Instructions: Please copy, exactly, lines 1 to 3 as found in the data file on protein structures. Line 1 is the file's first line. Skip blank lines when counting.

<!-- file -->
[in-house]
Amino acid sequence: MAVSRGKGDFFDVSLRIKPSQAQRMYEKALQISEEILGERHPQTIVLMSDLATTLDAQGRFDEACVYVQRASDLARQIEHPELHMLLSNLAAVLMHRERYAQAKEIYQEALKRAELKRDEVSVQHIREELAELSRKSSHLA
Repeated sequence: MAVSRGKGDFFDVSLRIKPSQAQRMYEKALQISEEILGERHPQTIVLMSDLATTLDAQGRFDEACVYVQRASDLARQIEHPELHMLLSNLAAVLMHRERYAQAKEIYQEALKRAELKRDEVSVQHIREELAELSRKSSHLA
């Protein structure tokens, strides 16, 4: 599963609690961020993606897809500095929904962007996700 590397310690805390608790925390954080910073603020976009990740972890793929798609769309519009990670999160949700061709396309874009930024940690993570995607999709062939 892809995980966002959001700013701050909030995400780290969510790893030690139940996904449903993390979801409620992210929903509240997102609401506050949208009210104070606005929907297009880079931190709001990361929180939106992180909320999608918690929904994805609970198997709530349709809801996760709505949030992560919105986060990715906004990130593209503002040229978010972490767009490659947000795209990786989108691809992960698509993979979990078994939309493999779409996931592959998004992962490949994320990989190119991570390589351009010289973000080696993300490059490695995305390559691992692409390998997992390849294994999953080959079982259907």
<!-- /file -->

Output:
[in-house]
Amino acid sequence: MAVSRGKGDFFDVSLRIKPSQAQRMYEKALQISEEILGERHPQTIVLMSDLATTLDAQGRFDEACVYVQRASDLARQIEHPELHMLLSNLAAVLMHRERYAQAKEIYQEALKRAELKRDEVSVQHIREELAELSRKSSHLA
Repeated sequence: MAVSRGKGDFFDVSLRIKPSQAQRMYEKALQISEEILGERHPQTIVLMSDLATTLDAQGRFDEACVYVQRASDLARQIEHPELHMLLSNLAAVLMHRERYAQAKEIYQEALKRAELKRDEVSVQHIREELAELSRKSSHLA